Necessity is the idea that everything that has ever happened and ever will happen is necessary, and can not be otherwise. Necessity is often opposed to chance and contingency. In a necessary world there is no chance. Everything that happens is necessitated.
The great atomist Leucippus stated the first dogma of determinism, an absolute necessity.
"Nothing occurs at random, but everything for a reason and by necessity."
Aristotle confronted the logical necessity that only one of two contradictory statements can be true and the other false. Diodorus Cronus had said that only one answer to the question "Will there be a sea battle tomorrow?" can be true. Either Yes or No.
Diodorus' paradox was that only one of these was already necessarily true. Aristotle solved the paradox by saying that the truth of statements about the future was contingent on the actual future,
"A sea battle must either take place tomorrow or not,
but it is not necessary that it should take place tomorrow,
neither is it necessary that it should not take place,
yet it is necessary that it either should or should not
take place to-morrow."
(De Interpretatione IX, 19 a 30)
Later, Leibniz distinguished two forms of necessity, necessary necessity and contingent necessity.
Chance is regarded as inconsistent with logical determinism and with any limits on causal, physical or mechanical determinism.
Despite abundant evidence to the contrary, many philosophers deny that chance exists. If a single event is determined by chance, then indeterminism would be true, they say, and undermine the very possibility of certain knowledge. Some go to the extreme of saying that chance would make the state of the world totally independent of any earlier states, which is nonsense, but it shows how anxious they are about chance.
Bertrand Russell said "The law of causation, according to which later events can theoretically be predicted by means of earlier events, has often been held to be a priori, a necessity of thought, a category without which science would not be possible." (Russell, External World p.179)
The core idea of indeterminism is closely related to the idea of causality. Indeterminism for some is simply an event without a cause. But we can have an adequate causality without strict determinism, which implies complete predictability of events and only one possible future.
An example of an event that is not strictly caused is one that depends on chance, like the flip of a coin. If the outcome is only probable, not certain, then the event can be said to have been caused by the coin flip, but the head or tails result was not predictable. So this causality, which recognizes prior events as causes, is undetermined and the result of chance alone.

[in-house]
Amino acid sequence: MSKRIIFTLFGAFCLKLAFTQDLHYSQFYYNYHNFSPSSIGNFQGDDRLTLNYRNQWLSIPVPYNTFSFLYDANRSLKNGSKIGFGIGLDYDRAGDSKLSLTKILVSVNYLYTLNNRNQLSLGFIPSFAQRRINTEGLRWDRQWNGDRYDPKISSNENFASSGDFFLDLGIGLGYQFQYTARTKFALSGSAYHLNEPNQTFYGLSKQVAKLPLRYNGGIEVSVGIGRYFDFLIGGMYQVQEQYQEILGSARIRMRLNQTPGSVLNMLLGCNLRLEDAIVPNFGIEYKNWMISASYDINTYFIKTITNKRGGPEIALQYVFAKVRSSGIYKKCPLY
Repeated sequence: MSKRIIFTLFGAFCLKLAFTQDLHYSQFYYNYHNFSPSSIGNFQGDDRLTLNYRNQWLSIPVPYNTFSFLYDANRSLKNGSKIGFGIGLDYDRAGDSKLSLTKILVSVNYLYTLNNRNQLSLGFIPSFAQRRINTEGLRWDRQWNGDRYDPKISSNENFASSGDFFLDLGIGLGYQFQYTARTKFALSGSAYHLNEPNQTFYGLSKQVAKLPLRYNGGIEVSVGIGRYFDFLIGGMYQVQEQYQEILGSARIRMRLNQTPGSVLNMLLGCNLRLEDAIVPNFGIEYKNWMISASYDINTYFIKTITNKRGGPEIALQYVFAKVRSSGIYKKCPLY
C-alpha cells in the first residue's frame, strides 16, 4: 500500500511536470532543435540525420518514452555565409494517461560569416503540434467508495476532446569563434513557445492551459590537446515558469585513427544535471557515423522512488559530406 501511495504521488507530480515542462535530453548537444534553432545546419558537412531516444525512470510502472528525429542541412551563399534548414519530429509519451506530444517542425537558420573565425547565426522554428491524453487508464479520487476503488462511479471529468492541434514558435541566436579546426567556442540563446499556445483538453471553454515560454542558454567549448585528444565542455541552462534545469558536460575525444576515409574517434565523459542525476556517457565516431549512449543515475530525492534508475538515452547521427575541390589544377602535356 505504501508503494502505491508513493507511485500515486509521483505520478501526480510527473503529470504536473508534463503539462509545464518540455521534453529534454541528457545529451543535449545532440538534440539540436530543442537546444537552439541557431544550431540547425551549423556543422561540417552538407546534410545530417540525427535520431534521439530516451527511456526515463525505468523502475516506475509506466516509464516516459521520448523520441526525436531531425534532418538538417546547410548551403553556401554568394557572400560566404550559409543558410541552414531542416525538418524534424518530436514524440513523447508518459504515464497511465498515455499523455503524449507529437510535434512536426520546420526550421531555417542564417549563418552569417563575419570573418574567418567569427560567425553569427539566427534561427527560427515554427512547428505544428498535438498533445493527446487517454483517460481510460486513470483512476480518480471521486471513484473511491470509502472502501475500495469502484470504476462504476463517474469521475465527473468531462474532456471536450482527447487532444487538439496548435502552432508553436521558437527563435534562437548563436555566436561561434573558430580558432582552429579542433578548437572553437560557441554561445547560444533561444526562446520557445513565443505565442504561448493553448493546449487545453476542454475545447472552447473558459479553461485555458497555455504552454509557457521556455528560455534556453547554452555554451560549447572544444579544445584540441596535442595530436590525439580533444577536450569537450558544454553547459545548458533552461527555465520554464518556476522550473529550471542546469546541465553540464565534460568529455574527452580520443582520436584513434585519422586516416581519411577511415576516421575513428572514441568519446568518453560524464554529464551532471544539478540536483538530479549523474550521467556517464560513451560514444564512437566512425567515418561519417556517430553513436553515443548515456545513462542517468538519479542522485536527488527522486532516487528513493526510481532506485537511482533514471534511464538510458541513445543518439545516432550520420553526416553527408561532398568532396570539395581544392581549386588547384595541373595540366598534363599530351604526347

We call this "soft" causality. Events are caused by prior (uncaused) events, but not determined by events earlier in the causal chain, which has been broken by the uncaused cause.
Necessity is critical for the question of free will. Strict necessity implies just one possible future. Chance means that the future is unpredictable. Chance allows alternative futures and the question becomes how the one actual present is realized from these potential alternatives.
The departure required from strict necessity is very slight compared to the miraculous ideas associated with the "causa sui" (self-caused cause) of the ancients.
Despite David Hume's critical attack on the necessity of causes, many philosophers embrace causality strongly. Some even connect it to the very possibility of logic and reason. And Hume himself strongly, if inconsistently, believed in necessity while denying causality. He said "'tis impossible to admit any medium betwixt chance and necessity."
Even in a world with chance, macroscopic objects are determined to an extraordinary degree. Newton's laws of motion are deterministic enough to send men to the moon and back. Our Cogito model of the Macro Mind is large enough to ignore quantum uncertainty for the purpose of the reasoning will. The neural system is robust enough to insure that mental decisions are reliably transmitted to our limbs.
we see a world of
soft causality and adequate determinism
We call this determinism, limited as it is in extremely small structures, "adequate determinism." Determinism is adequate enough for us to predict eclipses for the next thousand years or more with extraordinary precision.
The presence of quantum uncertainty leads some philosophers to call the world indetermined. But indeterminism is misleading, with strong negative connotations, when most events are overwhelmingly "adequately determined."
There is no problem imagining that the three traditional mental faculties of reason - perception, conception, and comprehension - are all carried on deterministically in a physical brain where quantum events do not interfere with normal operations.
There is also no problem imagining a role for chance in the brain in the form of quantum level noise. Noise can introduce random errors into stored memories. Noise could create random associations of ideas during memory recall. This randomness may be driven by microscopic fluctuations that are amplified to the macroscopic level.
Our Macro Mind needs the Micro Mind for the free action items and thoughts in an Agenda of alternative possibilities to be de-liberated by the will. Chance in the Micro Mind is the "free" in free will and the source of human creativity. The adequately determined Macro Mind is the "will" in free will that de-liberates, choosing actions for which we can be morally responsible.
[Necessity must be limited to its proper use in logic, and disambiguated from its close relatives causality, determinism, certainty, and predictability.]
For Teachers
For Scholars

Chapter 3.7 - The Ergod Chapter 4.2 - The History of Free Will
Part Three - Value Part Five - Problems